LogoVisual thinking (also LogoVisual technology and LVT) is a practical approach that helps people think. It is used by management teams, project leaders, teachers and students as a means of tapping the diversity of groups and enabling many people to participate in effective thinking processes. It makes thinking visible and tactile by making ideas into moveable objects displayed on writable surfaces – for instance magnetic dry-wipe shapes on whiteboards. Structured processes guide people’s thinking to achieve their intended outcomes.
LVT is both an overall concept and a methodology. It developed out of structural communication, systematics (the study of multi-term systems), and other work of J. G. Bennett in the 1960s, recent progress being sponsored by Centre for Management Creativity. As a general concept it includes the region of learning and communication in which three modes of intelligence are combined for understanding: verbal, visual and haptic. It is thus connected to multiple intelligence. The structure of the process supports metacognition.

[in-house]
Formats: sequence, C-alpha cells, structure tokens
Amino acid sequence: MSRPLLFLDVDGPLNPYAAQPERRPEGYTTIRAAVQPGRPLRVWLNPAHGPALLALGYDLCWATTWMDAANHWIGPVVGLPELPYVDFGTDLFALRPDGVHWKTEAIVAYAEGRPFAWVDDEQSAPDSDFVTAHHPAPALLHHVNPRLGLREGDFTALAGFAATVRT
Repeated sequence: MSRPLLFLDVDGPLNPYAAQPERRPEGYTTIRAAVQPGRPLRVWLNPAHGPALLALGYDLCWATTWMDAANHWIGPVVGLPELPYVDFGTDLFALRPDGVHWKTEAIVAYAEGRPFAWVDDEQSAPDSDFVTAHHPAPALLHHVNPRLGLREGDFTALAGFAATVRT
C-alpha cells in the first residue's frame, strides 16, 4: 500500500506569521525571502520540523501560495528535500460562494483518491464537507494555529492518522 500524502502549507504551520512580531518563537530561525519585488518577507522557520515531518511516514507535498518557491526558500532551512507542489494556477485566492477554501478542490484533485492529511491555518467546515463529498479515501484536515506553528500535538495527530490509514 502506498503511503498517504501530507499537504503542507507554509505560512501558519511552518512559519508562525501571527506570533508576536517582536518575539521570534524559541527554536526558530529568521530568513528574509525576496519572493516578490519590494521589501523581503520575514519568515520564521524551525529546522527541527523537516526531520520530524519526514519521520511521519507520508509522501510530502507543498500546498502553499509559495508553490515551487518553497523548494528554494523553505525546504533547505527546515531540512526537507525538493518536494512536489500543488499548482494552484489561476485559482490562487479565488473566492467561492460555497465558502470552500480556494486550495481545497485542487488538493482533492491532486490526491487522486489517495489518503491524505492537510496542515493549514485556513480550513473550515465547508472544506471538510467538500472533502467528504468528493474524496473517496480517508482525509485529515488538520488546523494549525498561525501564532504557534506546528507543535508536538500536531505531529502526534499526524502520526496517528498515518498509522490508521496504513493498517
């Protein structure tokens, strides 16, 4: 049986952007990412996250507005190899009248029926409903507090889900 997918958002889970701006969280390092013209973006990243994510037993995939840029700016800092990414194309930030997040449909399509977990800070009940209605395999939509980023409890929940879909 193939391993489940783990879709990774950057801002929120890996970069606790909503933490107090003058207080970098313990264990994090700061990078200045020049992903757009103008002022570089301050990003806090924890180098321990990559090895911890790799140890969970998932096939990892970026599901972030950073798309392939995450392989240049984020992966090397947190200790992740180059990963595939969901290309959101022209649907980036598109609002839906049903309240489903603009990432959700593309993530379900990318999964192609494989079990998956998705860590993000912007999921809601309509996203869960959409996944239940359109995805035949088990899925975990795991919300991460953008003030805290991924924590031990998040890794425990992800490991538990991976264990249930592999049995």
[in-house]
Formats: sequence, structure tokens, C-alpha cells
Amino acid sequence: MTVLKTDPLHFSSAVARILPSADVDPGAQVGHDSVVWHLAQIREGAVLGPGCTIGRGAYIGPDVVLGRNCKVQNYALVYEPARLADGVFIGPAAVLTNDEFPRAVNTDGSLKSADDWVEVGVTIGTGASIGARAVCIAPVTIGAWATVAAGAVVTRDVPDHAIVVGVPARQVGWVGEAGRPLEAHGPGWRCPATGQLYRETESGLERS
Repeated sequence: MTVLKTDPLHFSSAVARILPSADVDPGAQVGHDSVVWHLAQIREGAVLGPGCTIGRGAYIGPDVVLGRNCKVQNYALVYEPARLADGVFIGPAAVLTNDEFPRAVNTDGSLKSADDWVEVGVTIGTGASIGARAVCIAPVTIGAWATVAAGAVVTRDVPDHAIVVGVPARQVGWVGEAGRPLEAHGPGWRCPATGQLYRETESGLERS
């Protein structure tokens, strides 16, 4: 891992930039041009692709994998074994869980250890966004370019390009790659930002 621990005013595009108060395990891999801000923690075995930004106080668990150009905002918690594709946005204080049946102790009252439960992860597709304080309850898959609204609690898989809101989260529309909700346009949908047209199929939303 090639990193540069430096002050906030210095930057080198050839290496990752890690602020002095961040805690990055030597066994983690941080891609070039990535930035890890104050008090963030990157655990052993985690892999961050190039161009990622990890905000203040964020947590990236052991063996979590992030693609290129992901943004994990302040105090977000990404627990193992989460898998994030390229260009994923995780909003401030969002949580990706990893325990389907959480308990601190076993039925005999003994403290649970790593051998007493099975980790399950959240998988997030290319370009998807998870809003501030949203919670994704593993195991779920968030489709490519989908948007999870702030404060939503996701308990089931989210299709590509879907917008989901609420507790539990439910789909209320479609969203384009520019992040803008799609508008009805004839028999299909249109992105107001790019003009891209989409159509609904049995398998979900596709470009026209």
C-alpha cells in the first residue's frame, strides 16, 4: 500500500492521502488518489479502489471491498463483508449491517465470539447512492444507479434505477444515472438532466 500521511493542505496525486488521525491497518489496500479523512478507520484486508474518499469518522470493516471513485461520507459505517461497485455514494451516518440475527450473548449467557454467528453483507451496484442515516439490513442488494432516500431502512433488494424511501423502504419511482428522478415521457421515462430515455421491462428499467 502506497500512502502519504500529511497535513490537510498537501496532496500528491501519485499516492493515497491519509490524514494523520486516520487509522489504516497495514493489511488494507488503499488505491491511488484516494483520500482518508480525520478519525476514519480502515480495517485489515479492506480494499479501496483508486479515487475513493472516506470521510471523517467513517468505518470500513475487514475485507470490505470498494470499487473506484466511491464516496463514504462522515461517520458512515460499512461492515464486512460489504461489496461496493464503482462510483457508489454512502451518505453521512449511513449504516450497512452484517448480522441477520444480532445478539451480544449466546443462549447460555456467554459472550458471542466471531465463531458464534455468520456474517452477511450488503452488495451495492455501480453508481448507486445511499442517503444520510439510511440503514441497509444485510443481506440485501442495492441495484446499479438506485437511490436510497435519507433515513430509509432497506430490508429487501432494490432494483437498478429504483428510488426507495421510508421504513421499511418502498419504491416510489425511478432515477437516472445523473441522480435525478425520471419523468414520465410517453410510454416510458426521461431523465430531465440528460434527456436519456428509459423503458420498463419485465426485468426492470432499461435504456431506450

LVT evolved independently but in parallel with Tony Buzan’s mind mapping, Edward de Bono’s lateral thinking, Japanese affinity diagrams, Robert Horn’s visual language, Gabriele Rico’s ‘clustering’ and many other rising trends from the 1960s onwards. It makes the making of meaning the main focus of its technology. The technology extends verbal expression to visual arrangement and brings into play physical manipulation of ‘meaning objects’. The haptic component of physical contact and action is a primary distinguishing feature of LVT.
It emphasizes the logos or meaning of words in statements that are ‘molecules of meaning’, which can be understood autonomously and in combinations. Each molecule of meaning (MM) exists on a separate object. MMs can be placed on a visual display and moved around in relation to each other. Meaningful aggregates of MMs are replaced by higher order MMs.
Use of MMs distinguishes LVT from other current techniques of display such as mindmapping because (a) MMs are statements and not single words (b) they are free to be moved about and are not fixed in position (c) they can form into any kind of pattern and not just hierarchical ones. In principle, every MM can be seen in the context of any of the other MMs in a given set.
The technological freedom of MMs enables people to suspend collapse into set forms and/or conclusions (convergent thinking), while providing structure to their explorations (divergent thinking). A complex process of thinking by a group can easily be tracked and recorded.